``It doesn't necessarily take so long to process people,'' explains Dr Eamon Keenan, a senior doctor at Trinity Court. ``It's based on the clinical assessment which is carried out at the emergency assessment to start with. That's then discussed at a clinical team meeting, each case is looked at on its own merits and a decision is made in terms of priority for certain individuals.

``Work is going on to open a number of treatment locations throughout the city which would significantly impact on waiting lists,'' he continues. ``It's not necessarily funding or resources there's a certain consultation process that we have to undergo with local communities.''

How does Dr Keenan respond to criticism of methadone treatment as merely replacing one drug with another? ``Methadone is the most widely validated and researched form of drug treatment for opiate addiction,'' he indicates. ``What I would say about any methadone programme is, it's not a stand-alone treatment. Just by giving methadone to a drug user, it doesn't solve the problem that person does need to be involved in counselling, or social work, nursing or medical intervention ... so it's a whole package of care.''

But cold turkey can be excruciatingly painful for addicts, and long-term detox programmes are costly for the State. ``If you can imagine somebody throwing tar over you, or when you get a burn on your skin, that's how you feel when you're coming off heroin,'' Frank Buckley testifies. ``There's a history for everybody it's to get into that history, and that's what treatment centres do, they bring you back to where it began, where you decided to forget about life. That's the stuff that's really hard-core. And that process is not being fully implemented, because it's long-term and it's too costly.''

- Letter of the Week

Bishop Buckley gives addict methadone in his home
Irish Examiner, 12 October 2000 by Cormac O’Keeffe

Bishop Pat Buckley will this morning illegally provide a heroin addict with methadone in an attempt to get him off the drug.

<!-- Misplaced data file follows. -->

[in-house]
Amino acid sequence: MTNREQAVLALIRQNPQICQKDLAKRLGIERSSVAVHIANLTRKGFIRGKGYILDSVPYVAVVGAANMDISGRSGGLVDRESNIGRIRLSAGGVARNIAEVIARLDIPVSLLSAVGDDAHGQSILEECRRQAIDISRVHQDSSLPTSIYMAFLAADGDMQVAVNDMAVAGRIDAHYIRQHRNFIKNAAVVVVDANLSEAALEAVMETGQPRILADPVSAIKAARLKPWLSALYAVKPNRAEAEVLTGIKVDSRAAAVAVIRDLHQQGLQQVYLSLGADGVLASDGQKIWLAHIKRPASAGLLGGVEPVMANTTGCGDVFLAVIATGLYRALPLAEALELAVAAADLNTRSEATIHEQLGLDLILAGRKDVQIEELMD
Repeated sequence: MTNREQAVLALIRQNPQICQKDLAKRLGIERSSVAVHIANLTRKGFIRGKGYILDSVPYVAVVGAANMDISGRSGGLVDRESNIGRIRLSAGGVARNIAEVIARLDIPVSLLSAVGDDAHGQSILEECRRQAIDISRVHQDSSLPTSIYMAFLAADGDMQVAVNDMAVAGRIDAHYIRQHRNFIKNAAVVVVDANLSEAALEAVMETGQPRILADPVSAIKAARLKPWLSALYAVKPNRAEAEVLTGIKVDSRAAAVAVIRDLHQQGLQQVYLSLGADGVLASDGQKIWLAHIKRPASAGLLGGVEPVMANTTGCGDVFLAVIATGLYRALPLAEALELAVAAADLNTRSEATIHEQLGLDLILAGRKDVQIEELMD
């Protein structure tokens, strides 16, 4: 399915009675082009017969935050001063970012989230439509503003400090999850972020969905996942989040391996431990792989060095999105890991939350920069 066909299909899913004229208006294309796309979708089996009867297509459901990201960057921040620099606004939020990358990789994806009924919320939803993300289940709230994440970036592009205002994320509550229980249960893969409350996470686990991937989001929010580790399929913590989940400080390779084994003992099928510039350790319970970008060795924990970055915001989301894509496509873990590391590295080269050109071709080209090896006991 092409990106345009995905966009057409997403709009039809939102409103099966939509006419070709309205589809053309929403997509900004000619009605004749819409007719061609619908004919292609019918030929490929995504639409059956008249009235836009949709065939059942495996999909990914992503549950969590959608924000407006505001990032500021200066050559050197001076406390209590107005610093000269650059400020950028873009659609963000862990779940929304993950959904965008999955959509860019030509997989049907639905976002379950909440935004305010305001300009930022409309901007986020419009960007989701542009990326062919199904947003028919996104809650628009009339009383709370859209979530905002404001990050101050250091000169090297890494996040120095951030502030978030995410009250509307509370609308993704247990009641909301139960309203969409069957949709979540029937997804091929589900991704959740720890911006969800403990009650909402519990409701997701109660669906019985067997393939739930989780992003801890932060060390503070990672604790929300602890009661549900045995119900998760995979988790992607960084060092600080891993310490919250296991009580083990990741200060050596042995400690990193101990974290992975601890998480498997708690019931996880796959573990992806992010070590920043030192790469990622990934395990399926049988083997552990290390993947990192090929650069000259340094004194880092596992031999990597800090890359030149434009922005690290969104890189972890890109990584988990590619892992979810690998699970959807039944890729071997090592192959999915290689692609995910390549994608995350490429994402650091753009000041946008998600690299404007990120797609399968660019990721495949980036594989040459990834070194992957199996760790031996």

Bishop Buckley, who’s own nephew committed suicide as a result of drug addiction three years ago, said he decided to help the addict, called Fred, after he was told he had to wait up to six months for treatment.

“Fred will administer the methadone himself, but under my supervision,” said Bishop Buckley. The bishop, who attempted to buy methadone on the street in Dublin on Tuesday night, made an appeal on the Marian Finucane radio show yesterday for help.

“A person with expertise in the field rang and offered official methadone,” said the bishop. “So although I didn’t get it through the regular channels, at least we know the methadone is of proper quality.”

“Some people say what I am doing is illegal. That may be so, but it would be morally wrong to leave this guy on the street taking heroin and risking death.”

Fred will now have to go 10 days without heroin in order to get on a rehabilitation programme in the Republic.
“I do really want this to work. I haven’t really tried before, but Bishop Buckley’s strength will help me,” said the 20 year old who is originally from England.

Fred, who has been sleeping rough for the last four months, said he was told by officials in Trinity Court treatment centre in Dublin city that he would have to wait between two and six months. “It’s not really fair to have to wait so long.”

Fred said he was very grateful to Bishop Buckley and to a mutual friend for helping him. “Without them I couldn’t do this. I’m very lucky.”
Fred will stay at Bishop Buckley home in Larne, Co. Antrim, for the next ten days.

Meanwhile, a group representing former and current heroin users yesterday demanded the Government tackle the problem. “The waiting list for treatment has been growing recently. It is a major problem for those trying to get clean,” said Tommy Larkin of UISCE.
Anna Quigley of the Dublin City-wide Drugs Crisis Campaign said there were waiting lists of between six weeks and two months in most clinics and it was even longer again in Trinity Court.

“We have about 5,000 people receiving treatment, but there are another 8,000 plus out there who are not in treatment.”

A spokeswoman for the three health boards serving the greater Dublin area said 5,500 people were being treated and that there were 400 people on waiting lists.

She said the number of clinics had grown from 3 to 55 in the last six years.